How (not to) upgrade your hard disks

This should have been easy.  But like everything “important” that I try to do, it ended up as a bit of a nightmare.  The problem was simple: 300GB disks too small, need more space.  The solution was also simple: Buy three shiny new 3TB disks and fit them, copy data over, job done.  Simple?  Of course not…

The first thing was, will my computer support them?  Some of you will know that Windows really really hates drives bigger than 2TiB in size and the only way to make them work is to (a) use 64-bit Windows Vista Service Pack 1 or later and (b) use a motherboard with a UEFI instead of a BIOS, a compatible SATA disk controller, and a GPT partition table (rather than the old-fashioned MBR style) must be used as well, since MBR partition tables do not support drives bigger than 2TiB.  I do not have a motherboard with a UEFI, but thankfully neither do I run Windows on this particular server — it runs Linux (Debian 6.01 Squeeze to be precise).  This is a plus, because it means that using GRUB 2 I do not have to worry about any such problems, since it already supports GPT partition tables, and 64-bit LBA, and everything else you need to actually boot a 3TB disk.  Everything fine so far then!

So, I went ahead and bought myself three hard disks – one Seagate, and two WD Caviar Green disks, one of which was to be the backup disk.  After suitably “de-green”ing the WD drives (by using the idle3ctl utility, available from Sourceforge, which is a Linux version of Western Digital’s own wdidle3 utility) and turning the auto head parking off, I got to work.  All four drives were fitted, and I created an EFI System Partition (for future use, as I don’t have a UEFI motherboard yet), a BIOS Boot Partition to store GRUB 2 on (this is necessary with GPT partition tables since there is no ‘spare’ space to store the boot code, so I normally create a 1MiB partition to store that, and the rest was a RAID partition to store the logical LVM volumes.  All seems reasonable so far, taking care to align the partitions to MiB boundaries since the Western Digital drives are 4K physical sector drives (but the Seagate one claims not to be).

So, backups done, I shut down the machine, pulled the power, and installed the new disks as SATA3 and SATA4 on the controller so that the existing Maxtor 300GB disks would boot up as normal, which they duly did.  Once the system was booted, it was time to configure the RAID-1 array on the new disks, and then to move the data across.  I’d been practising this the week before on a kvm virtual machine so that I’d know what to do if it went wrong.  Couldn’t go wrong twice, could it…?

Well, yes it could.  The first “mistake” I made was to install the old system in such a way that both the / (root) partition was on a logical volume.  Normally, this wouldn’t matter, but it tends to matter when you’re trying to move it to another volume.  When I tried this before, it seemed to work, but this time something went wrong.  I issued the fateful “lvm pvmove” command to move the LVMs from one physical disk to another, everything stopped.  Oops.  I had started the process and then gone to bed – and when I got up the next morning it was still going and nothing was printed on the screen (even though I had verbose on).  What should I do?  At worst, I could just restore the backups (even though it would take ages)…  I ended up pushing the reset button.  The machine then failed to boot, but it did make it into the initramfs (since it couldn’t find the RAID array).  This is the bit where I think you’re supposed to panic!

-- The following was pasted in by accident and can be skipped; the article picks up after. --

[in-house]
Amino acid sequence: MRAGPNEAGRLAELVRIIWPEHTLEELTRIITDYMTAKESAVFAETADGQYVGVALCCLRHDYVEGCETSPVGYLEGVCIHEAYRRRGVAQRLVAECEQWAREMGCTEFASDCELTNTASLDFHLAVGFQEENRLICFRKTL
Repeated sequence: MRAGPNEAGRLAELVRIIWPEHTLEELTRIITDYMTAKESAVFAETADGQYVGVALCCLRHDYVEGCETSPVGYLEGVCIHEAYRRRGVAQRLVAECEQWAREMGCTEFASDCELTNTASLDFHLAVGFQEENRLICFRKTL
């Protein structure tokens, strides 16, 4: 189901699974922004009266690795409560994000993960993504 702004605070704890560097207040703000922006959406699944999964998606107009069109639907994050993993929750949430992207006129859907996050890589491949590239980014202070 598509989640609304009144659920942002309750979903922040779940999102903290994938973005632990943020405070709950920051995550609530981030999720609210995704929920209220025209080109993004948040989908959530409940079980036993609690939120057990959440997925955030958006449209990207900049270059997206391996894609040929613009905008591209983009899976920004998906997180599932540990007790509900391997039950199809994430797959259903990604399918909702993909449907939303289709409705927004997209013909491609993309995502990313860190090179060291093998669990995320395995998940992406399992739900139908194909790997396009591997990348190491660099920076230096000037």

Thankfully, I managed to reassemble the RAID array from the initrams and then ran lvm pvmove –abort to stop any already running moves in process.  Personally I don’t think it even got started, so I took the risk and ran the lvm pvmove command again from inside the initramfs (which is probably a good place to do it since no filesystems are mounted at this point).  It started.  It printed percentages.  It was going.  And then I had to go to work…

Got home to discover that it appeared to have worked.  All the LVs had been successfully moved, or so it said.  So the final thing to do was to get the system booted properly, by mounting the root volume and exiting the initramfs, and then (to cut a long story short) checking that /etc/mdadm/mdadm.conf had the right info in it, running update-initramfs -u once booted to make sure it detected the new RAID-1 array, then I installed GRUB 2 on the new disks.  And rebooted, and held my breath, and ….

Phew!  It booted!  Thank goodness for that!  Then I had to shut the machine down again to fit the hotplug SATA caddy which the backup drive went into, and also the new SATA DVD writer.  Once that was done, the old disks were removed, and the new machine was booted.

There was one final challenge – some idiot had set all his kvm virtual machines up so that none of the partition tables on the virtual machines were 4K sector aligned.  So I ended up spending quite a few hours sorting that one out – and that’s another (long) story.

But I got it done, and now it’s working, and hopefully I won’t have to do that again for another 5 years… (by which time I expect we’ll all be buying 30TB drives for £100!)  And next time, I’ll be using the Debian Rescue disk to boot into before doing the lvm pvmove…